SYLVIA Plath once wrote an essay describing what she felt was the difference between the poet and the novelist. She envies the novelist's license to use a wealth of mundane details in all their ordinariness to flesh out her story, whereas, at least in the poetry she wrote, every object she mentioned took on a special significance, dominating the poem.
The mundane details are what makes Ian Rankin such a great read, though. Dead Souls, the tenth book in his Inspector Rebus Series, takes place before the administrative changes made in The Falls. The story opens with Rebus botching up a surveillance assignment at a zoo, where they were trying to trap a poisoner, by running after a paedophile on parole instead. His suspicious nature, somewhat influenced by the recent death of a respected colleague, gets the best of him, and he raises a stink that he will later come to regret. Around the same time, he receives a call from the past; an old friend needs his help. With all the stress and the doubts that have been plaguing him since his colleague died, Rebus is starting to crack, and into this mess comes a convicted serial killer, recently deported from the US, who wants to play mind games.
Dead Souls provides a rather disturbing insight into the world of paedophiles, and shows how a personal bias can make a bad thing worse. In terms of Rebus' personal story, we also get a glimpse of the young Johnny Rebus as he was before he went away and joined the army.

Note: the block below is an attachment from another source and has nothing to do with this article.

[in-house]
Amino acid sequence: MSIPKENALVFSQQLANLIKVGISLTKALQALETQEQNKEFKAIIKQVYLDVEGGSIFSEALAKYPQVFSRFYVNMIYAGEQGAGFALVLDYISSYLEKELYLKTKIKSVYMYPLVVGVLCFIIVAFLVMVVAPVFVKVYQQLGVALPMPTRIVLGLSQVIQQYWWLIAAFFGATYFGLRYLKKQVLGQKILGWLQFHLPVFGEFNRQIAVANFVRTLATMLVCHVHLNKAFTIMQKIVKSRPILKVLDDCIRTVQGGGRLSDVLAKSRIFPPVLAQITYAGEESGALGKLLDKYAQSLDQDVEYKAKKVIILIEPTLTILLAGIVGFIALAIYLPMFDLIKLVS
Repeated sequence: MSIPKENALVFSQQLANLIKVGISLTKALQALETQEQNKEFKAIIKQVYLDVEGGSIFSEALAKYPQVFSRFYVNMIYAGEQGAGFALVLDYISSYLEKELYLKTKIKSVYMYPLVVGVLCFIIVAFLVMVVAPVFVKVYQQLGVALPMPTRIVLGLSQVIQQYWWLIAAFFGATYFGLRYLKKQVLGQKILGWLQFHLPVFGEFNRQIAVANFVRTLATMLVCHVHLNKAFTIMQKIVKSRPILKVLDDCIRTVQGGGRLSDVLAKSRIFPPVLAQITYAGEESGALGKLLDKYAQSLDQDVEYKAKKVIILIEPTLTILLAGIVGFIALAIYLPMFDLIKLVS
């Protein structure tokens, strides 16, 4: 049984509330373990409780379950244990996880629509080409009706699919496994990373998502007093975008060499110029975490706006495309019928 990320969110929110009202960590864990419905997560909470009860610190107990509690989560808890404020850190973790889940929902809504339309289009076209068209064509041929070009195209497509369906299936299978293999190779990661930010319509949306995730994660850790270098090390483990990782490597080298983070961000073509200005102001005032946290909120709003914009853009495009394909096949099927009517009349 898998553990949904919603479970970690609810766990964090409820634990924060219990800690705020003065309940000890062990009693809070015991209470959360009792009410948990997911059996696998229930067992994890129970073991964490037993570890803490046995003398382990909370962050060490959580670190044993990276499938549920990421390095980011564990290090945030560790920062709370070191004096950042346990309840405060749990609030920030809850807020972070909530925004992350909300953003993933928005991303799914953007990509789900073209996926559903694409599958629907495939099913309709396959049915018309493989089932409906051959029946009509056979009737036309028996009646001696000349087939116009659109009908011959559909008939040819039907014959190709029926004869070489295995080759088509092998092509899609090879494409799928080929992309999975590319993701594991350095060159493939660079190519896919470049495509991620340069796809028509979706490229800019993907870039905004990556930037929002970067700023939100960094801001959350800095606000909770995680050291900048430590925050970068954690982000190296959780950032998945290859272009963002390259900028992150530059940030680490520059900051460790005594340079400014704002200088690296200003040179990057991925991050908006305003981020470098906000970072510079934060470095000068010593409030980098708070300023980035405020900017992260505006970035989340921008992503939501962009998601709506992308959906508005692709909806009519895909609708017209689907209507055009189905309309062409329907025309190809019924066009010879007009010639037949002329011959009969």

The strength of Rankin's novels is that he manages to capture the canvas of the character's lives. His protagonists aren't armchair detectives who solve the crime over a glass of port. Rebus, and Siobhan and just about any policeman from Lothian and Borders have a number of assignments and cases at hand at any given time. Added to this are the nitty-gritty of their personal lives, relationships, personal prejudices et al, and you have a story that is rich in detail and feels real.
Rebus is a character that's believable because he doesn't fall into the stereotype of the renegade do-it-yourself copper who's always breaking the law. He's prepared to do the plodding if that will bring him results.
Another cool thing about this book, and some of the others in the series is the music that Rankin weaves into it. My friend Tareq and I have been downloading the songs he mentions, and the Dead Souls soundtrack makes some fine listening indeed. So if you're looking for a book that engages your attention and makes you live the story, this is the one for you.
By Sabrina F Ahmad